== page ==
Saudi Arabia announced Wednesday it will allow women in the ultra-conservative kingdom to serve in the armed forces as it embarks on a broad program of economic and social reforms.
The move is the latest in a series of measures aimed at increasing the rights of women in the kingdom, even as rights groups accuse Riyadh of cracking down on women activists.
"Another step to empowerment," the foreign ministry wrote on Twitter, adding that women would be able to serve as private first class, corporal or sergeant.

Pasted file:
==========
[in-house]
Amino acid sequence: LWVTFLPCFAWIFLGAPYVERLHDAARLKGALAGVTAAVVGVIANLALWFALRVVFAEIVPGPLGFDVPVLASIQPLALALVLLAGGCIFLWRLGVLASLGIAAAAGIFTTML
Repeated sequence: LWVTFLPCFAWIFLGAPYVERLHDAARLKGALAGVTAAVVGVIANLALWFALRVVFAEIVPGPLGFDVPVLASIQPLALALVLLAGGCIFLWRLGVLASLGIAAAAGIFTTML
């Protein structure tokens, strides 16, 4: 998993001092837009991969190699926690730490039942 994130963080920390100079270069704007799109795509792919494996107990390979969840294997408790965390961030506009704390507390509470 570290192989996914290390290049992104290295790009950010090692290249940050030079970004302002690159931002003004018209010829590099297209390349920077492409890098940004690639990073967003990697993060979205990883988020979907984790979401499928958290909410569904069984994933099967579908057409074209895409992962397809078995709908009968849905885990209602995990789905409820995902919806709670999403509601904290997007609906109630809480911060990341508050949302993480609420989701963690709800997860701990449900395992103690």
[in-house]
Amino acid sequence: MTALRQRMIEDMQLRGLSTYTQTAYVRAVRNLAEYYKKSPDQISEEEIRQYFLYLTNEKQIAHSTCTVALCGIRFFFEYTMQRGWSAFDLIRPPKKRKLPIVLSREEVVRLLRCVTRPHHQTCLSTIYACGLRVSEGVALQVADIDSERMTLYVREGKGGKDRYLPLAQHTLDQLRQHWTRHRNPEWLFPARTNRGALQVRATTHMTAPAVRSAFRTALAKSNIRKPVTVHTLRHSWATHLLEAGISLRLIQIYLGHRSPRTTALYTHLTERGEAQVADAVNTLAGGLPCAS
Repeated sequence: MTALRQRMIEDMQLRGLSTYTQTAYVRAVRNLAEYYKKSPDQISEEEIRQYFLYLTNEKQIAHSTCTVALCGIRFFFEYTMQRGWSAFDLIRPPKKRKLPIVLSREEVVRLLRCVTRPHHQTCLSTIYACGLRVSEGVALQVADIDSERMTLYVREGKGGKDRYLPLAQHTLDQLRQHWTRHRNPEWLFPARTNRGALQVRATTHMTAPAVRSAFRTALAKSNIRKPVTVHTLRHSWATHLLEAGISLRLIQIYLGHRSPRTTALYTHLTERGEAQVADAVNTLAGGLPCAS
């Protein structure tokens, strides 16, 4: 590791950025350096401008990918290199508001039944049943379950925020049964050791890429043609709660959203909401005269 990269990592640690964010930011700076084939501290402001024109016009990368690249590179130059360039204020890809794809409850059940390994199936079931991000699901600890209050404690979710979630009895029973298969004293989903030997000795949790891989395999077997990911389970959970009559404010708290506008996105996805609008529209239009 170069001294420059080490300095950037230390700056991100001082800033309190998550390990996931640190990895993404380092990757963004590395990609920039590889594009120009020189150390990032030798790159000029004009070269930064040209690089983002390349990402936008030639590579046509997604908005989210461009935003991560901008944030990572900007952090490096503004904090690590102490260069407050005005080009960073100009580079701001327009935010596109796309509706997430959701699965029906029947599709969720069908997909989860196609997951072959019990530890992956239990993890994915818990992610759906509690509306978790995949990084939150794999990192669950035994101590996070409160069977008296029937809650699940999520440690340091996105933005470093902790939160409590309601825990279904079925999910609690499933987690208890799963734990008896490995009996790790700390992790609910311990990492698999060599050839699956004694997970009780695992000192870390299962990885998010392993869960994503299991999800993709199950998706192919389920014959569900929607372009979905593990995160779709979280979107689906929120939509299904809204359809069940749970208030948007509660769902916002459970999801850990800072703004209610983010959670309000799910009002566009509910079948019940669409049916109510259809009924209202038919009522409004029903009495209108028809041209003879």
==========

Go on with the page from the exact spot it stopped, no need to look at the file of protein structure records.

Last year, Saudi Arabia authorised women to join its security forces.
Crown Prince Mohammed bin Salman, the kingdom's de facto ruler, has approved a handful of reforms aimed at widening women's rights, including allowing them to drive and to travel abroad without consent from a male "guardian".
But he has at the same time overseen the arrest of several prominent women's rights campaigners, including activist Loujain al-Hathloul.
Saudi Arabia, the world's largest crude exporter, is pushing to improve its image and attract tourists as part of a plan to diversify its economy away from oil.